Normal mode is the default mode that InDesign starts in. Preview mode allows you to see a preview of what your document will look like. However, it doesn't let you see any of the column guides or other layout tools so it can be difficult to work in. Bleed mode shows you the bleed area of the page. The bleed area is the margin on the outside of the page for objects you want to extend past the edge of the page. Slug mode shows you the slug area of the page. The slug area is the part of the page reserved for printing crop marks, color plate names, and other printing information.
To add text to your InDesign document, first make sure that your text is saved as a Word document. Then, go to:
- File > Place > Select the file you would like to place > Click OK.
Your cursor now shows a small rectangle with lines in it.
Click where you'd like to place your text. You can then use the arrow tool to change the width and length of your text box. If the bottom right corner of your text box shows a red plus sign, you have additional text that can't fit into your current text box. To place that text,
- Click on the red plus sign and then click where you'd like to put the additional text.
- Widen/Lengthen your existing text box to fit all of the text.
Remember that you must be using the arrow tool to be able to click on the red plus sign or to widen/lengthen your existing text box.
A style is a way of formatting text. For example, you can use the Head 1 Style for all of your headlines so that you don't have to manually change the size and formatting of each invidual headline.
You can also change, edit, create, and delete styles in InDesign. When you change a style, that change will take effect in all text boxes that use the style. A good way to start using styles is to import them from one of Adobe's sample documents.
To use pre-created text styles in InDesign, you must first import them from one of Adobe's standard templates. Create a text box and type in your text. Then hit F11. This brings up a box with a tab that says Paragraph Styles. You can also click on the Paragraph Styles/Object Styles/Character Styles/Swatches palette on the right side of the screen. Once you have that palette, click on the tab that says Paragraph Styles.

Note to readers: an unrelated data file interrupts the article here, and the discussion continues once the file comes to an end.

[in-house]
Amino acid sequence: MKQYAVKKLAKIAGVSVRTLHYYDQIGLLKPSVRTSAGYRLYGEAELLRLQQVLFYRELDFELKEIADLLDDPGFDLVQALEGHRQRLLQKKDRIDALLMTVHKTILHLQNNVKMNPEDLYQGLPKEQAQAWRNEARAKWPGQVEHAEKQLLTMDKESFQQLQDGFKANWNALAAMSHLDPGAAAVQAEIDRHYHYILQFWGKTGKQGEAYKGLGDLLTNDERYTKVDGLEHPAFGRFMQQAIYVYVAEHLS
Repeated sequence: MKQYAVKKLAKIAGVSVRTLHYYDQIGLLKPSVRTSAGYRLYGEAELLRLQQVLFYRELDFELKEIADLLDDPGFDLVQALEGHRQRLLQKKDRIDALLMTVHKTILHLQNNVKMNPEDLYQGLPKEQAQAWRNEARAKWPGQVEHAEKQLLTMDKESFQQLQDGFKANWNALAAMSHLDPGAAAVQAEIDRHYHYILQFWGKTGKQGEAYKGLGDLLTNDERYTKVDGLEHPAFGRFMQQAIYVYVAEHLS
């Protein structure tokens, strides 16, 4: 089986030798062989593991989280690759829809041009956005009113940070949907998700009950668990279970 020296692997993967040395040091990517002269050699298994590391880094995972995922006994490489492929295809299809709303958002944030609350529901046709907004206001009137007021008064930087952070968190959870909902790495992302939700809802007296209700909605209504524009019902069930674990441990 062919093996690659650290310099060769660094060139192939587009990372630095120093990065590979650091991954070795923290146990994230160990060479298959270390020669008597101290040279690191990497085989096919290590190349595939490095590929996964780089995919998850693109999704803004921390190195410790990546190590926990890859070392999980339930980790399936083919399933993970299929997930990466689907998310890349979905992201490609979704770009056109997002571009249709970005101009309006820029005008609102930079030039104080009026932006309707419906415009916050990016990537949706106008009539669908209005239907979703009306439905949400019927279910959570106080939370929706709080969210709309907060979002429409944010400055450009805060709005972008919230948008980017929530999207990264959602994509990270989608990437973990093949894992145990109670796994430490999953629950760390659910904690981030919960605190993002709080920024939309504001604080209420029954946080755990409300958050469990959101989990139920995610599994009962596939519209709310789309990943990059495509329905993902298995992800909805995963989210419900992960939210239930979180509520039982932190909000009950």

- Next, click on the small arrow at the top of the palette, next to where it says Paragraph Styles. You will get a pop-up menu that looks like this:
Note: to create a style, click on the same small arrow in the Paragraph Styles palette and then select New Paragraph Style.
- Click on Load All Styles.
- Choose which Adobe document you would like to load styles from. On a PC: Program Files > Adobe > Adobe InDesign CS2 > Samples and choose one of the sample
On a Mac: Applications > Adobe InDesign CS2 > Samples and choose one of the sample documents.
- Once you've chosen a document, click OK. InDesign will show you a list of all the styles that will be imported. Click OK to import these styles into InDesign.
Fill refers to the background color within the object, which in he case of text refers to the color of the letter. Stroke refers to the color of the edge (border) of a text box, rectangle, or other object. In the case of text, fill refers to the color of the letters while stroke refers to the outline of the letters.
To change either the fill or the stroke, click on the appropriate box and then click on the color you want under the Swatches palette. If you want to create your own color, double-click on the fill box or on the stroke box and choose which color you'd like.
The Apply Color button at the bottom of the toolbar will show you what color you have selected. To get rid of the color, click on the Remove Color button on the right. The middle button lets you select a gradient fill or stroke. For more options on gradients, click on the bottom palette that has the Stroke, Color, Transparency, and Gradient tabs.
To insert a graphic, select the Rectangle Frame Tool, and create a box in which to place your graphic.
Once you have used the Rectangle Frame Tool, you can place your graphic by selecting File > Place and selecting the graphic you want to insert.